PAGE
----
Prepare Your Business with a Disaster Response Plan

With hurricane season here, it’s important that companies are prepared. These storms can cause heavy winds and flooding that impact both the businesses’ infrastructure as well as workers trying to get to work. In the event of a devastating storm causing this sort of damage, companies should implement a disaster response plan with a business continuity component. According to a recent study, two out of three businesses do not have a disaster response plan. 

When creating your disaster response plan, the first step is to assess risks. Risks will vary based on what type of business you have, where you are located, and what type of storm/disaster you may experience, i.e. hurricanes, blizzards, tornadoes, ice storms, or earthquakes. When conducting your risk assessment, you should be sure to take note of all stakeholders and how they may be impacted by a disaster to your business. After evaluating the risks, protocols and processes must be created to address your stakeholders’ safety.

Response Plan

Occupational Health & Safety (OHS) offers these four elements to incorporate into your response plan:

  1. If/then scenarios and actions based on your company's risk profile –"If an earthquake happens, then take these actions.”
  2. Provisions for company-specific circumstances – Such as assisting individuals with disabilities or protecting equipment in a storm.
  3. Assign personnel – There should be personnel responsible for overseeing and carrying out each step in the plan.
  4. Communication instructions – Include instructions on how to communicate with first responders, employees, customers, community members, and local media.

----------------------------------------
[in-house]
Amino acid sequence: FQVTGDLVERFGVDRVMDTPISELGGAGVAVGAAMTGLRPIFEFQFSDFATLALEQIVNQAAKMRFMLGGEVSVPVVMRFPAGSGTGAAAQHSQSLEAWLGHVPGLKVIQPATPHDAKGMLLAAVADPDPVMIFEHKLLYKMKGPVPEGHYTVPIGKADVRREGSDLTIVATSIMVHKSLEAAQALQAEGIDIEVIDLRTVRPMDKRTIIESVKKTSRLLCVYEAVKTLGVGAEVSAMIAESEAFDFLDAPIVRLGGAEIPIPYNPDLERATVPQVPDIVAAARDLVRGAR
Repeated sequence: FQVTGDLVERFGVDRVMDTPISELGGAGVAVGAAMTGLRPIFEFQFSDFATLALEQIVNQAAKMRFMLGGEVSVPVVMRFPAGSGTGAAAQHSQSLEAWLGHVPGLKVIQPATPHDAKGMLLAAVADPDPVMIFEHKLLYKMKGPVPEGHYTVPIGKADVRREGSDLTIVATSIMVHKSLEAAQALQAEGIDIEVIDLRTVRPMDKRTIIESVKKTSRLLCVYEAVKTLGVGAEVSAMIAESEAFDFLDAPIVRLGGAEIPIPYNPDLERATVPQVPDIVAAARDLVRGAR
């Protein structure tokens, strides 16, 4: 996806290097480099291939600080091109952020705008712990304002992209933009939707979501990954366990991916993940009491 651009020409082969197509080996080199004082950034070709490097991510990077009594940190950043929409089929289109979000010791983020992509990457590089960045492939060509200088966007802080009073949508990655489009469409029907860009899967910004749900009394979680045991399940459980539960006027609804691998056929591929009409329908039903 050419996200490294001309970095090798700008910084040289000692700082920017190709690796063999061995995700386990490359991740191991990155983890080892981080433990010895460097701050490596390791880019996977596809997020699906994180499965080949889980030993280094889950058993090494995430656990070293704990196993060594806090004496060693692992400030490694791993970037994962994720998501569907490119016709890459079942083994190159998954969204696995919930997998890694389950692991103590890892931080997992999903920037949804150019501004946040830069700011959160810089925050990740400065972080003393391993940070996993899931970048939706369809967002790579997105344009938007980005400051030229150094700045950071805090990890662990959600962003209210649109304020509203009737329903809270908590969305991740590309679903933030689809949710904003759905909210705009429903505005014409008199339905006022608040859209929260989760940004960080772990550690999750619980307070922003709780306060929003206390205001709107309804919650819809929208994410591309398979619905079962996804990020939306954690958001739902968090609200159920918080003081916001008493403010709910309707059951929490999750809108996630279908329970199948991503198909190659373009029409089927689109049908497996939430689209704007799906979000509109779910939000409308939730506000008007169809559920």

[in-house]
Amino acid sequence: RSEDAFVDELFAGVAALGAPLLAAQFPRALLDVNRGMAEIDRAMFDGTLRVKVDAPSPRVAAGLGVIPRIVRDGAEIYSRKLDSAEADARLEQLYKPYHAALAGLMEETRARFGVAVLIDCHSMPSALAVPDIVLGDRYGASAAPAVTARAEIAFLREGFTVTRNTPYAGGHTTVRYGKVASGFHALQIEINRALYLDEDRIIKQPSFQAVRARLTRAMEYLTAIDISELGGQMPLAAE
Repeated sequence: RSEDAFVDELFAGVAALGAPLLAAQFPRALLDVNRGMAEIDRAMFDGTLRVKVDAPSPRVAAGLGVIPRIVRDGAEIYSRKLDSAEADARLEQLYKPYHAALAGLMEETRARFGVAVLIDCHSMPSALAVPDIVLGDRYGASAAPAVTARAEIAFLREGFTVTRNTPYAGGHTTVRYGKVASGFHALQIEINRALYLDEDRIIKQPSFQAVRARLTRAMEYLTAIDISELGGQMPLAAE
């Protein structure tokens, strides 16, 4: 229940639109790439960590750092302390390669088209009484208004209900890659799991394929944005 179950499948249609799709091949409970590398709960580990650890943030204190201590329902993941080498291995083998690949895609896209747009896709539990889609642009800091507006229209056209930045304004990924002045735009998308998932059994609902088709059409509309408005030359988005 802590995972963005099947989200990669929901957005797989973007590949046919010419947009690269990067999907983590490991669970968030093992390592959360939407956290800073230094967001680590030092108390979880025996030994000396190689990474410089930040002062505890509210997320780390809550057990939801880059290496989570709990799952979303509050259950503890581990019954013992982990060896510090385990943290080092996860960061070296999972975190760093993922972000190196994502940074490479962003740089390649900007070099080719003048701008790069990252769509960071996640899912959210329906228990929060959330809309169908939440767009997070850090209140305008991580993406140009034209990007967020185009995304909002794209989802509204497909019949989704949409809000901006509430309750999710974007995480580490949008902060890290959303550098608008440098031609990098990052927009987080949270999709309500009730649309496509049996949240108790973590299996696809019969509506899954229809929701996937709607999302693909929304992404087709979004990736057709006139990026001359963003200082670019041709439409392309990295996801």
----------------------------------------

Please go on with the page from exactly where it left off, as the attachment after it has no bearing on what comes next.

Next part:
Business Continuity Plan

According to the Federal Emergency Management Agency (FEMA), 90% of smaller businesses fail after a disaster. To avoid this, you should include a business continuity component in your disaster relief plan with the following points:

  1. Work location – In the event that a workplace isn’t accessible after a disaster, employers should provide a location for workers, whether it's from home or at a secondary location.
  2. Equipment to be used – If employees will use their own devices, ensure that they’re equipped with proper virus protection. They also should adhere to cybersecurity measures that are typically used in your office to keep sensitive data safe.
  3. Communication – Keep in touch with your employees, customers, suppliers, community members, and others. Discuss options with your IT team. If you keep your disaster recovery and business continuity plan on a cloud-based platform, you should also consider keeping hard copies on premises and at alternate locations in case of power failure

To learn more about how to prepare and respond to natural disasters, you can watch the Ready campaign’s library of videos at ready.gov/videos.

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